In order to minimize the impact of MS and limit the dosages of medications to the necessary minimum, dietary changes can also be helpful. This includes:

  • Managing sugar intake
  • Using salt sparingly
  • Gently preparing vegetables (to retain vitamins)
  • Incorporating anti-inflammatory foods (Vitamins A, C, D, and E)

Conscious nutrition, supplementation with natural substances, and understanding the disease can be a great help in the course of the disease.

Is CBD Legal?

When the term cannabis is mentioned, most people immediately think of narcotics. The high is caused by THC, the psychoactive compound of the plant. In contrast, CBD works:

  • as an exogenous cannabinoid
  • non-psychotropic
  • non-mind-altering

The THC content in CBD products must be at most 0.2%, which ensures no THC-related alteration of consciousness.

Due to the low THC content, CBD products are

  • legal to purchase
  • can be discussed with a doctor without consequences
  • practical for everyday use

There are still many ongoing studies regarding CBD, and these are often not yet deep enough to provide valid results. However, due to the numerous reports and experiences, CBD is increasingly catching the interest of doctors as well.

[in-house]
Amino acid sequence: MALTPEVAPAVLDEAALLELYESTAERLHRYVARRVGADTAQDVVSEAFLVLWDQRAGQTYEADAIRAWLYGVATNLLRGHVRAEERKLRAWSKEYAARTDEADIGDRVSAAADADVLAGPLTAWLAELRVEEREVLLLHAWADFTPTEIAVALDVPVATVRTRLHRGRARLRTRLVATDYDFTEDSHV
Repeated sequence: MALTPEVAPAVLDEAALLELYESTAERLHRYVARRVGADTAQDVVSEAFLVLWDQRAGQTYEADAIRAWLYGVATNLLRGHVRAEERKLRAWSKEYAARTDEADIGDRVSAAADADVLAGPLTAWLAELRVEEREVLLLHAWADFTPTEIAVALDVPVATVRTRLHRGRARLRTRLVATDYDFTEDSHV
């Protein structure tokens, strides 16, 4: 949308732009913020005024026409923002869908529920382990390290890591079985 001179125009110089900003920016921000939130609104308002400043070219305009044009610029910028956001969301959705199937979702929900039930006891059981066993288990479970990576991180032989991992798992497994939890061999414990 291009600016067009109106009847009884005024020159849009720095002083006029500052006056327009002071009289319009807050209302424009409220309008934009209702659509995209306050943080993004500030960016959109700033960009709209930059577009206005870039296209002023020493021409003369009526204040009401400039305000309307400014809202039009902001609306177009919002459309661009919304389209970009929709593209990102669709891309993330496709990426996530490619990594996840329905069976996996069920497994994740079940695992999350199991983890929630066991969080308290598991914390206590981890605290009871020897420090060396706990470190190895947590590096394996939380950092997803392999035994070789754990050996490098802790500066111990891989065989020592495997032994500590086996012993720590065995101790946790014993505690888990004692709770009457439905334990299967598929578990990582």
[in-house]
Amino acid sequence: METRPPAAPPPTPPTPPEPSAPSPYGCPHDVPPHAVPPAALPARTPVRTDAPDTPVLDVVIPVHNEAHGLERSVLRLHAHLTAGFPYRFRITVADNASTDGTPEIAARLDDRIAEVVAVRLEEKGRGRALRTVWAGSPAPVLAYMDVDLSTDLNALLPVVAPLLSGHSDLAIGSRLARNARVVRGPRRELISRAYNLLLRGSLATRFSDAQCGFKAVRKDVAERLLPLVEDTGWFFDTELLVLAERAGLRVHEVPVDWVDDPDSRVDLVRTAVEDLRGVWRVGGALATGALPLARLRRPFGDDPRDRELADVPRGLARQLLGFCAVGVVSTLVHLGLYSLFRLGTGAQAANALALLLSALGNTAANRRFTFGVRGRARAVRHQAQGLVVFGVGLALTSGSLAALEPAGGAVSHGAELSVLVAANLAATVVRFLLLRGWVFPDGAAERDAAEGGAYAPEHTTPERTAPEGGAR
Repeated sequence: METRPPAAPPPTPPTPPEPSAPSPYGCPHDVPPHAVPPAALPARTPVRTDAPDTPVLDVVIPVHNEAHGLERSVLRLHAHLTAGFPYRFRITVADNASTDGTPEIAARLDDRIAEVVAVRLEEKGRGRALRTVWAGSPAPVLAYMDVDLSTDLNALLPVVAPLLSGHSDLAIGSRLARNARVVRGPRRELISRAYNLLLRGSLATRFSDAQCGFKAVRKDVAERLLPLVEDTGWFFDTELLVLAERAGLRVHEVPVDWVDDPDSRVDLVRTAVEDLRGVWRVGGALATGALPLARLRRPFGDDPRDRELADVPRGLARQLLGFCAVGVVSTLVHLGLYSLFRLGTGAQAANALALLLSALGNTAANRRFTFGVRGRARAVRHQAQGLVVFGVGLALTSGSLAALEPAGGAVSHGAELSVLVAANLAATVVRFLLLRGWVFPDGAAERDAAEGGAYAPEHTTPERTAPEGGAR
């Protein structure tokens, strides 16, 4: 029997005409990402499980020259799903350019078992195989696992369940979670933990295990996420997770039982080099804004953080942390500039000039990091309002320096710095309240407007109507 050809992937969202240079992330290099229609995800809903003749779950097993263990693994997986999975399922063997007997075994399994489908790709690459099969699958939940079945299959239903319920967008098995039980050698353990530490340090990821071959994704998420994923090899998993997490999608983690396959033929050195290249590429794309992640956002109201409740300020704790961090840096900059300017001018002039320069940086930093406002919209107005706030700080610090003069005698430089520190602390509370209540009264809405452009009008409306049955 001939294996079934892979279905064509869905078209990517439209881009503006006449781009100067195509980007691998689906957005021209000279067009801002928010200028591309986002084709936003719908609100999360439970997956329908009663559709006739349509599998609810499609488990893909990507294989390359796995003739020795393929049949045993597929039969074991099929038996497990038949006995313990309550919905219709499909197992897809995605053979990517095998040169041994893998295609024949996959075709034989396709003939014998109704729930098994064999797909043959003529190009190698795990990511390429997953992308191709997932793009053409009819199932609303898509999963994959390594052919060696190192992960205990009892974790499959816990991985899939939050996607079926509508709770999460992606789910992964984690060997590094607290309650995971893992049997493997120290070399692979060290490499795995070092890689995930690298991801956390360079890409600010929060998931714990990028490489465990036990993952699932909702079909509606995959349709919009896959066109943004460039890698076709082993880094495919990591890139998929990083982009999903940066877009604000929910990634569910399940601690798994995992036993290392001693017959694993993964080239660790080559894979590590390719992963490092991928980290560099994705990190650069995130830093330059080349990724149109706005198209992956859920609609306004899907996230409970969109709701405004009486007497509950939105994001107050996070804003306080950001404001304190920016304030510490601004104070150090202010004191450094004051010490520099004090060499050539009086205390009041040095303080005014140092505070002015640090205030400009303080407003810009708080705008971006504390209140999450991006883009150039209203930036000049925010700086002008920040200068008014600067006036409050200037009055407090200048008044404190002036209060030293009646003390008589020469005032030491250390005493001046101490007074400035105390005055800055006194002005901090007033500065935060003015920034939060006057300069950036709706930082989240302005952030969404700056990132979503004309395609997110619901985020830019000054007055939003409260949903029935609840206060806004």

When taking CBD, there are a few rules of thumb that we have summarized for you:

  • Gradually increase the dosage
  • Consult with your primary care physician
  • Be cautious of interactions (get them checked!)
  • If the body shows negative reactions: reduce the dosage or discontinue use

Are There Side Effects of CBD?

Despite the low incidence of side effects, the consumption of CBD should be done with caution. CBD is not suitable for:

  • Pregnant women
  • Nursing women
  • Minors

The risks for these specific groups are too unknown. Although side effects related to CBD are rare, there have been cases of intolerance and incorrect dosages.

Whether taken orally or in any other form, CBD use should be avoided if the following side effects occur excessively:

  • Nausea
  • Diarrhea
  • Vomiting
  • Fatigue

Consultation with your primary care physician before the first intake is also helpful in assessing the side effects. Since CBD products are legal, there should be no consequences.

In the conversation with your doctor, it's important to discuss the interactions of CBD with current medications, as there are some common medications that can interact with CBD. For example, the following two medications:

  • Aspirin
  • Ibuprofen

Additionally, there are, of course, other medications that may interact with CBD.